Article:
We found a dead cow by the track, ribs protruding.
The grass is dying and disappearing underfoot, crackling when you walk on it.
We move the stock to some sort of water supply, dirty though it might be. The costly winter feeding regime doesn’t end.
You need a gas mask driving around on the dusty roads and tracks.
Eucalypts are popping up in the creek beds.
You tap the wall of the water-tank and only hollow echoes return. We bucket water to the washing machine from another tank in the yard.
Our secondary water supply, the tank on the hill, is empty and the windmill broken. We bucket water to flush the toilets.
No water for the garden. Instead of watching it spring to life as usual after winter, I pull more and more things out, dead.
No sprinkler for the grass. The dam level is too low, the irrigation pipes exposed.
A sense of anxiety is rising, a sickening knot in the stomach. “When will it rain?”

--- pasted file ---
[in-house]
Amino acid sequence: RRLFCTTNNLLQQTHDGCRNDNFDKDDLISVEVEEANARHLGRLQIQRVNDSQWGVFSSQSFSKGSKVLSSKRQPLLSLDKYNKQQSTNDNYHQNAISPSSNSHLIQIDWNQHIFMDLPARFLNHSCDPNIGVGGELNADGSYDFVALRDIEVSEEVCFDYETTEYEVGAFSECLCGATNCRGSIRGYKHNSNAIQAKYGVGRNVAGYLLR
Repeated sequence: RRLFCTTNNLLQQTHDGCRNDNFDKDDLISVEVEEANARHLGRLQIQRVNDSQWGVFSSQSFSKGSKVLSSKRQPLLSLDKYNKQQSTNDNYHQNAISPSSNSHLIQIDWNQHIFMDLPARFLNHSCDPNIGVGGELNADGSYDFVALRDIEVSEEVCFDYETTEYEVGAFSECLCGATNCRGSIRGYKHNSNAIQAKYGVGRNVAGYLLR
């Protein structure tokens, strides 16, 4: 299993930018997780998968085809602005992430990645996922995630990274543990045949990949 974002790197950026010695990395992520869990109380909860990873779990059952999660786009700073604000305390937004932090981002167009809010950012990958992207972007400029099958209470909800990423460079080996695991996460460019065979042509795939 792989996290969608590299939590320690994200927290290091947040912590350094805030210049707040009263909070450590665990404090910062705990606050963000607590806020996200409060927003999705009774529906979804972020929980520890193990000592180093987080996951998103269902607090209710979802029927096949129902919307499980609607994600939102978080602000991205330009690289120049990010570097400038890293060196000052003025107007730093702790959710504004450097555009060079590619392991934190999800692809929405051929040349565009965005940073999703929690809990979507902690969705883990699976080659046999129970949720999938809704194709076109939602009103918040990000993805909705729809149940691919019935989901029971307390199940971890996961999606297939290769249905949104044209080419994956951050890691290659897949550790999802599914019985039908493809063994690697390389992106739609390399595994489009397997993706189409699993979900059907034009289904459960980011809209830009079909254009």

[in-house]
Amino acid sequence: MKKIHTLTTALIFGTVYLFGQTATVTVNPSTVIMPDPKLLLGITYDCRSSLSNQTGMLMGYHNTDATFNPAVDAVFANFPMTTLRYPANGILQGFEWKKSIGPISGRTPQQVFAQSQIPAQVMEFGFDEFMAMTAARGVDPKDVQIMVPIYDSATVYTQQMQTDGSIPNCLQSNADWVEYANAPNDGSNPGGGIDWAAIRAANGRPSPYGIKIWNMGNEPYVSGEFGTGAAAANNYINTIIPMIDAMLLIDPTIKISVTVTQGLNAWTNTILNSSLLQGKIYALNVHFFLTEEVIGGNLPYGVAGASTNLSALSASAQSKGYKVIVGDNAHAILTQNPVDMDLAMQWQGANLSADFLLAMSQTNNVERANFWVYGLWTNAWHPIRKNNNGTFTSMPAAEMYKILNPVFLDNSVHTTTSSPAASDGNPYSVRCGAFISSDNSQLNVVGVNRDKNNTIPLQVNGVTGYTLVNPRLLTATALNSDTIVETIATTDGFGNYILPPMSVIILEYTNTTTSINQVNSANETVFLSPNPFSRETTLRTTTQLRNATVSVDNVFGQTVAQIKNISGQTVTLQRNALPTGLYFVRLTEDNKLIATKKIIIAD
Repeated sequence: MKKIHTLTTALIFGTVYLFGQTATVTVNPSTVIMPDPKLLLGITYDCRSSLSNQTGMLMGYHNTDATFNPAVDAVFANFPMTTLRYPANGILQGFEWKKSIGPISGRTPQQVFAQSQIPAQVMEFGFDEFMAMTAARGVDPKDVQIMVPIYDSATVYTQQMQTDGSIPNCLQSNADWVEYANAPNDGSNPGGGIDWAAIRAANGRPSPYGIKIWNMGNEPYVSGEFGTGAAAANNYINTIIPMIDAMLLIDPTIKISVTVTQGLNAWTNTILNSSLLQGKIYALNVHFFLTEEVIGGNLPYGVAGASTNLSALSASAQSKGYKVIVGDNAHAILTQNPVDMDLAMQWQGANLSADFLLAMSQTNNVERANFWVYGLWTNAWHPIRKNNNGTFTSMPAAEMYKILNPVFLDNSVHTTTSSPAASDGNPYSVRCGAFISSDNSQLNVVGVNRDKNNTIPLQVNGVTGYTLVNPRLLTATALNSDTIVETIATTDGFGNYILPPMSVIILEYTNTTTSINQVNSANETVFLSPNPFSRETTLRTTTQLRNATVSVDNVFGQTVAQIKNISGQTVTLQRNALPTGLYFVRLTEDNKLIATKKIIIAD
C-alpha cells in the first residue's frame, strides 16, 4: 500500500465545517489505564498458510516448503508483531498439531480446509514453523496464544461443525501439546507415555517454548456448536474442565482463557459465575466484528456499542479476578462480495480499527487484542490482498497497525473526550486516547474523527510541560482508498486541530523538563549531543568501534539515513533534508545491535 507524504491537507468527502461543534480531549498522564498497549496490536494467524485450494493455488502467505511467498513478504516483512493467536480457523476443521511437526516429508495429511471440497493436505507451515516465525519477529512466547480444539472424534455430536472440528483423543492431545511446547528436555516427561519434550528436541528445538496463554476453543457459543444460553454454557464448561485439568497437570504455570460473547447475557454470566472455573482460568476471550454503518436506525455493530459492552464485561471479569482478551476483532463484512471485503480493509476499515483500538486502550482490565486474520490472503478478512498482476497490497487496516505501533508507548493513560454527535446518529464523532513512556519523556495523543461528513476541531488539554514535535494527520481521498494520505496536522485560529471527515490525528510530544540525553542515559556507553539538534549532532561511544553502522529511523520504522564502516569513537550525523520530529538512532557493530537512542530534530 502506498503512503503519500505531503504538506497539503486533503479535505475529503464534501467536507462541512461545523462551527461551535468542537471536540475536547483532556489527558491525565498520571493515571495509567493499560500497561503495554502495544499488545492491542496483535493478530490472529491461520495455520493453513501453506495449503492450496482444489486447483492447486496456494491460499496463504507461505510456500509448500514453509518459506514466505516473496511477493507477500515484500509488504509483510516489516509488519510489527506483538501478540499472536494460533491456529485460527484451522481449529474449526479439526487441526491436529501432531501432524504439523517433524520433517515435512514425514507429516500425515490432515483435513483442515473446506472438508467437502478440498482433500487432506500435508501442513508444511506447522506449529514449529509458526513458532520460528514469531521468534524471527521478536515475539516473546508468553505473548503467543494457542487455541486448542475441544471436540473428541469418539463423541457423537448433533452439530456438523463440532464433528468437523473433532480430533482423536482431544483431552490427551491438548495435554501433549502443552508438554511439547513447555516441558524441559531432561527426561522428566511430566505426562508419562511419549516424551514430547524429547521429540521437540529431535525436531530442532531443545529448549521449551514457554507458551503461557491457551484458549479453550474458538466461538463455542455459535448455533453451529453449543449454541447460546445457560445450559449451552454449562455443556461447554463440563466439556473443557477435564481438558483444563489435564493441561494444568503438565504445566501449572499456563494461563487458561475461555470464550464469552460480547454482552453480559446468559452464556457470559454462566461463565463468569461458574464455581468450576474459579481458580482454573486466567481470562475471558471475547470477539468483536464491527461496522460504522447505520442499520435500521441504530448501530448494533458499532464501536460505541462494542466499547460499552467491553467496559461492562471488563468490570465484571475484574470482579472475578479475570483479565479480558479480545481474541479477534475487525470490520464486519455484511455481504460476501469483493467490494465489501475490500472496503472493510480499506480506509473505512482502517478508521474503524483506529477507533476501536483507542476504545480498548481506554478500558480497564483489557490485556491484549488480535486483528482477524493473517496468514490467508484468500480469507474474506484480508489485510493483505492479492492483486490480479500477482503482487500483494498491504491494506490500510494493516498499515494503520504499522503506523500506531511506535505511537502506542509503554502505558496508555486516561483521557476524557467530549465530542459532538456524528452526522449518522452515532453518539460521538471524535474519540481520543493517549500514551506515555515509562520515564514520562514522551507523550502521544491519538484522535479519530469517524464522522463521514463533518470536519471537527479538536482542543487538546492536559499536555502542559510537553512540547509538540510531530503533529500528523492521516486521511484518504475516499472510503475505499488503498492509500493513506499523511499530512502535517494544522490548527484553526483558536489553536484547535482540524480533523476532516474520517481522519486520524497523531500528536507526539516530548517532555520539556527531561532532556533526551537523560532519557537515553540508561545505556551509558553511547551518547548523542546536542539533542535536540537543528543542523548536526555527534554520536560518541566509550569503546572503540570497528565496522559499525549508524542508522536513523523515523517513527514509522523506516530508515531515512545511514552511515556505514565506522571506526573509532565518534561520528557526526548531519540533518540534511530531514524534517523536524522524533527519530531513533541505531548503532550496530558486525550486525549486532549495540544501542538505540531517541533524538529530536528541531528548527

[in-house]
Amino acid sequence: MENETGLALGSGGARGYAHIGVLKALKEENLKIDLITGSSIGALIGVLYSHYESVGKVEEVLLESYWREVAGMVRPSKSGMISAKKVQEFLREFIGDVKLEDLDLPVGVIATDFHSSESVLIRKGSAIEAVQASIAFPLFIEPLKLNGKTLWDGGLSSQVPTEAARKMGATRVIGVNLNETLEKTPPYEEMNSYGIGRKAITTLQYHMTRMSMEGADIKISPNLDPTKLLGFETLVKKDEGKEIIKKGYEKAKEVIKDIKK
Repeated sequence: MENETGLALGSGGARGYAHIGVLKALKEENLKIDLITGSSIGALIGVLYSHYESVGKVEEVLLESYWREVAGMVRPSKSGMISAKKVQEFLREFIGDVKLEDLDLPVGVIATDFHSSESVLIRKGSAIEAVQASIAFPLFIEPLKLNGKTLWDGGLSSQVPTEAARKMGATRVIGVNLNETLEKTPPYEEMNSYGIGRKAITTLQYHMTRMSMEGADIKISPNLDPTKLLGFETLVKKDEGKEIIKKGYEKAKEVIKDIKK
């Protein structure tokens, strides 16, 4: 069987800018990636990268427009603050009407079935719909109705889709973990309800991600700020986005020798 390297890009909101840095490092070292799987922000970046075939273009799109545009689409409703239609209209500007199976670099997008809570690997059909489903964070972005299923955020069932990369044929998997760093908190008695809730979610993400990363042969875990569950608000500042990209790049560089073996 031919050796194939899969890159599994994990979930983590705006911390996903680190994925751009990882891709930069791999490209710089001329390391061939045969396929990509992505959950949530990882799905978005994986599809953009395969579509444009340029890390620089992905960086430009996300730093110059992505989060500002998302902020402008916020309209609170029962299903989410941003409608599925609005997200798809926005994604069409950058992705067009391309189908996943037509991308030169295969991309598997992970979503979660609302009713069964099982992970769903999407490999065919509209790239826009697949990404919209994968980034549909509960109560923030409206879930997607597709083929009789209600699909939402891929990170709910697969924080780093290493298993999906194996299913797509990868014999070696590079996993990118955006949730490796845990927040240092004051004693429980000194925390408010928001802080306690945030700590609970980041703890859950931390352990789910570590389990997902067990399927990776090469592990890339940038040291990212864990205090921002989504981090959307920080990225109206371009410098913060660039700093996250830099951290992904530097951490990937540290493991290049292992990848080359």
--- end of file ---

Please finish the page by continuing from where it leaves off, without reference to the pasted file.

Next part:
Finally, the rains come!
The falls seem a little tentative at first, but as the days pass we enjoy steady, almost daily, registers in the gauge.
The dam levels creep up. You can’t see footprints anymore, even around the edge.
Green grass peeps out of the soil, but you have to look for it.
I check the house tank regularly, relieved to hear the sold “clunk” as the level rises.
Our expectations change. “It looks like rain again today.”
More rain. Not enough to reach our annual average but encouraging none-the-less.
The dams are full.
If you listen at night, standing on the deck, you can hear the babble of the creek. It’s flowing again!
The grass is standing knee high and the paddocks a sea of green; the grass long enough to sway in the breeze.